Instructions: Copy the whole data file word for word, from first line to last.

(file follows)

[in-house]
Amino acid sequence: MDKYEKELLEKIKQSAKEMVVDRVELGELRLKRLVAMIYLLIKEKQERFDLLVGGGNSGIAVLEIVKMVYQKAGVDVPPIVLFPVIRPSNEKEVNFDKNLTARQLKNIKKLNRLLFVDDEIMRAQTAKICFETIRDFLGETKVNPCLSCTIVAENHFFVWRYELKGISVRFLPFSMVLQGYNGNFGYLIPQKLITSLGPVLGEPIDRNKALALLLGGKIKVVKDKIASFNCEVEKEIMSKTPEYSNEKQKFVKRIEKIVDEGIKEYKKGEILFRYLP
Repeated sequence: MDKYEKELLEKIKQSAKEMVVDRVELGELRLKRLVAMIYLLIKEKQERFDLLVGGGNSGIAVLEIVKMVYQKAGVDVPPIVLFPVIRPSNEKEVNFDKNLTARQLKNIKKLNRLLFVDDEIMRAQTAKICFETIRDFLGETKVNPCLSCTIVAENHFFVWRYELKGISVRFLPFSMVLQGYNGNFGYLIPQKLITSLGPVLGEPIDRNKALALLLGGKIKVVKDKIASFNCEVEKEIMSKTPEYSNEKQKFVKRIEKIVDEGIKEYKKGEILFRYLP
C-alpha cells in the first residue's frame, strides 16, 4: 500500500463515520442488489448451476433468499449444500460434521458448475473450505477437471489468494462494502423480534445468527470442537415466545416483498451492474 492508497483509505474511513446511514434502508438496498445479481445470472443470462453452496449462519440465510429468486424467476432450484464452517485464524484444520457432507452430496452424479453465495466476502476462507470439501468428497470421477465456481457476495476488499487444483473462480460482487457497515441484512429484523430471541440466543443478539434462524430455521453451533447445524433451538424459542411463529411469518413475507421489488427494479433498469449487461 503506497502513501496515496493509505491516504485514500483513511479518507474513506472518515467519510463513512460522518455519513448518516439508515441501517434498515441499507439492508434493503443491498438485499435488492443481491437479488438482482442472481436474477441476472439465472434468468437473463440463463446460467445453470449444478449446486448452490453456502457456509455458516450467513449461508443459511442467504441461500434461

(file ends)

[in-house]
Amino acid sequence: MDKYEKELLEKIKQSAKEMVVDRVELGELRLKRLVAMIYLLIKEKQERFDLLVGGGNSGIAVLEIVKMVYQKAGVDVPPIVLFPVIRPSNEKEVNFDKNLTARQLKNIKKLNRLLFVDDEIMRAQTAKICFETIRDFLGETKVNPCLSCTIVAENHFFVWRYELKGISVRFLPFSMVLQGYNGNFGYLIPQKLITSLGPVLGEPIDRNKALALLLGGKIKVVKDKIASFNCEVEKEIMSKTPEYSNEKQKFVKRIEKIVDEGIKEYKKGEILFRYLP
Repeated sequence: MDKYEKELLEKIKQSAKEMVVDRVELGELRLKRLVAMIYLLIKEKQERFDLLVGGGNSGIAVLEIVKMVYQKAGVDVPPIVLFPVIRPSNEKEVNFDKNLTARQLKNIKKLNRLLFVDDEIMRAQTAKICFETIRDFLGETKVNPCLSCTIVAENHFFVWRYELKGISVRFLPFSMVLQGYNGNFGYLIPQKLITSLGPVLGEPIDRNKALALLLGGKIKVVKDKIASFNCEVEKEIMSKTPEYSNEKQKFVKRIEKIVDEGIKEYKKGEILFRYLP
C-alpha cells in the first residue's frame, strides 16, 4: 500500500463515520442488489448451476433468499449444500460434521458448475473450505477437471489468494462494502423480534445468527470442537415466545416483498451492474 492508497483509505474511513446511514434502508438496498445479481445470472443470462453452496449462519440465510429468486424467476432450484464452517485464524484444520457432507452430496452424479453465495466476502476462507470439501468428497470421477465456481457476495476488499487444483473462480460482487457497515441484512429484523430471541440466543443478539434462524430455521453451533447445524433451538424459542411463529411469518413475507421489488427494479433498469449487461 503506497502513501496515496493509505491516504485514500483513511479518507474513506472518515467519510463513512460522518455519513448518516439508515441501517434498515441499507439492508434493503443491498438485499435488492443481491437479488438482482442472481436474477441476472439465472434468468437473463440463463446460467445453470449444478449446486448452490453456502457456509455458516450467513449461508443459511442467504441461500434461